Advanced diagnostic tools, including magnetic resonance imaging (MRI) and histopathological  examination of affected tissues through biopsy, offer valuable insights.1,7 However, they are typically used to rule out other conditions rather than provide a definitive diagnosis.2,3

Often, cases of MRS may be referred to other medical specialists for further MRS confirmations. These include:

  • Allergists
  • Dermatologists
  • Gastroenterologists
  • Immunologists
  • Ophthalmologists

Potential causes

Despite decades of research, the underlying cause of Melkersson-Rosenthal Syndrome remains a puzzle with missing pieces. Several theories have been proposed:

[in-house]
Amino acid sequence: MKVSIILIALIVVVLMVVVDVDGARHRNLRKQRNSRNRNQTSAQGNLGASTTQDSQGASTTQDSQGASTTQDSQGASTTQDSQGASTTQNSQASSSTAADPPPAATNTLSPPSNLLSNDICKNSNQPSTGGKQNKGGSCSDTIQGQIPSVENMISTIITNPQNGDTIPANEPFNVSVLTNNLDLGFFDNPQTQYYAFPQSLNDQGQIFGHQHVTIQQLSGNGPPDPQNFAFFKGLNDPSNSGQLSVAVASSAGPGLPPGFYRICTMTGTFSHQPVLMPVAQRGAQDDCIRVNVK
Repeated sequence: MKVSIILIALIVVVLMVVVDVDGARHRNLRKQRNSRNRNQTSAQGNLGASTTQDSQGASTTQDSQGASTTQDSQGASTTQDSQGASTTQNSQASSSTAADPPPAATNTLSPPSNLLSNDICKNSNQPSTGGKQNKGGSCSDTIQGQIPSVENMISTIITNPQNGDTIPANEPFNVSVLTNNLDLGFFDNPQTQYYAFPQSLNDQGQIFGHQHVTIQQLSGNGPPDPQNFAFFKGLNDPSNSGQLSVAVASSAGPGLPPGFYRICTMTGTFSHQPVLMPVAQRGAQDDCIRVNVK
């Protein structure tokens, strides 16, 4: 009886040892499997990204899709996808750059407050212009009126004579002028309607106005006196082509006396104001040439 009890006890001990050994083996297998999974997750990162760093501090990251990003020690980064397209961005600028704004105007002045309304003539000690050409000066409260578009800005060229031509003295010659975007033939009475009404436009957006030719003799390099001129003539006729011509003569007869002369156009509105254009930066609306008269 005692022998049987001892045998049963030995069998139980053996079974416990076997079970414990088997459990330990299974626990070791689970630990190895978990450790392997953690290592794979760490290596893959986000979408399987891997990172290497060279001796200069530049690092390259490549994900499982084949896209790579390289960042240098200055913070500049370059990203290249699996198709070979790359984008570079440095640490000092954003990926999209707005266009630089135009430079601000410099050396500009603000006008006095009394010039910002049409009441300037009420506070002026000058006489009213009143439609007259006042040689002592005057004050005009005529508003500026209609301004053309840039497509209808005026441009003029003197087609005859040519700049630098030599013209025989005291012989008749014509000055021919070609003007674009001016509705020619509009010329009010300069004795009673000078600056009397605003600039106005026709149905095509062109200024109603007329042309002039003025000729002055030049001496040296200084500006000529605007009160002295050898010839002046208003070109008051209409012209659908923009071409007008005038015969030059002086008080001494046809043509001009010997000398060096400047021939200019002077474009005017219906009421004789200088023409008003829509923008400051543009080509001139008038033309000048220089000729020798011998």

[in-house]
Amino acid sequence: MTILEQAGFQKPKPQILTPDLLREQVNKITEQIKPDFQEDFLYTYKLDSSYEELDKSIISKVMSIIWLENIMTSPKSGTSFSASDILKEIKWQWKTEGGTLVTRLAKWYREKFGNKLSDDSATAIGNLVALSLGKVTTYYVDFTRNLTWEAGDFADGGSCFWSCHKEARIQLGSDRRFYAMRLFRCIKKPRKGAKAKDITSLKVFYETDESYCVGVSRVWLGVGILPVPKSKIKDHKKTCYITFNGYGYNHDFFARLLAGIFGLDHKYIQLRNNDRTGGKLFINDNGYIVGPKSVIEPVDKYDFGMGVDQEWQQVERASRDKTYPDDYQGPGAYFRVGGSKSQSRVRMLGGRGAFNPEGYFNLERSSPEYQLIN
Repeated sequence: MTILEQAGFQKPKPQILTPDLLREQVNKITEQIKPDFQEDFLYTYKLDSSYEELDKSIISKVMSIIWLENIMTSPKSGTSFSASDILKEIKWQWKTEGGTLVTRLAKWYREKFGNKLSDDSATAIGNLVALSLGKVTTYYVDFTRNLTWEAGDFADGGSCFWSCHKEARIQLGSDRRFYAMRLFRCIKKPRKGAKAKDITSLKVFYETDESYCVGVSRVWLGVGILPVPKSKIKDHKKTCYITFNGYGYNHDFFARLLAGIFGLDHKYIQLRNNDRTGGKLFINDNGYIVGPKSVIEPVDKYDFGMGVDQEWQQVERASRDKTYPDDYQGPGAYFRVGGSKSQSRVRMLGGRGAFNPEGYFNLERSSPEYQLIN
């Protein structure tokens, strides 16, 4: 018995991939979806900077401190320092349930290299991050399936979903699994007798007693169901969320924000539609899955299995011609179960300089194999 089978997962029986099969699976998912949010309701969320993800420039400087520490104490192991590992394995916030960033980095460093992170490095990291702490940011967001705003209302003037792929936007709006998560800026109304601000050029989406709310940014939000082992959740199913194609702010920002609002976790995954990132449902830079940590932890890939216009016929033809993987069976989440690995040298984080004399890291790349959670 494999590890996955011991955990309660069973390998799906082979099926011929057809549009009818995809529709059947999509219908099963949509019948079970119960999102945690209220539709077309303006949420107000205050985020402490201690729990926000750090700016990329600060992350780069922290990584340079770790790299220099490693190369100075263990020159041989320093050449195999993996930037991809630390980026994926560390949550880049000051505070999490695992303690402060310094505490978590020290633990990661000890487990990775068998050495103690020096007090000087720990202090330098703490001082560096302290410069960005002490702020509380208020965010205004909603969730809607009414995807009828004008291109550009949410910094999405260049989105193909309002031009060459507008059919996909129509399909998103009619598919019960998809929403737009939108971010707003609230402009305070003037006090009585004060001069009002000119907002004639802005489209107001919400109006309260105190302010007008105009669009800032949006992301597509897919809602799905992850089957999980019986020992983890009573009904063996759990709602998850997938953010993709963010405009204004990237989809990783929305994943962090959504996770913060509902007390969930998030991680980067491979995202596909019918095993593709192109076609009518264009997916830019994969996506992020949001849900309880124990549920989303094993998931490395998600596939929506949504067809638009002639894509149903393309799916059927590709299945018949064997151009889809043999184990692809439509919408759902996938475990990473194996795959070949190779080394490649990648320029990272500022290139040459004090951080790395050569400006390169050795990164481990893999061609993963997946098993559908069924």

• Genetic Factors: Evidence suggests a genetic predisposition to MRS, observed to run in families. The trait is what is known as autosomal dominant, which means that the child of an affected parent has a 50% chance of inheriting the condition. However, specific genetic markers or mutations associated with the syndrome have yet to be definitively identified
  • Immunological Aberrations: The granulomatous inflammation characteristic of MRS points to potential immunological abnormalities. An overactive immune response, triggered by infections or other factors, might contribute to the syndrome's development4
  • Environmental Triggers: Proposed triggers for MRS include allergens or infections, but identifying a consistent trigger across cases has proven challenging

Treatment Strategies

While a cure for Melkersson-Rosenthal Syndrome remains elusive, treatment strategies aim to manage symptoms and enhance patients' quality of life during episodes:

  • Corticosteroids: Anti-inflammatory agents mitigate swelling and control inflammation during acute MRS episodes, reducing severity and duration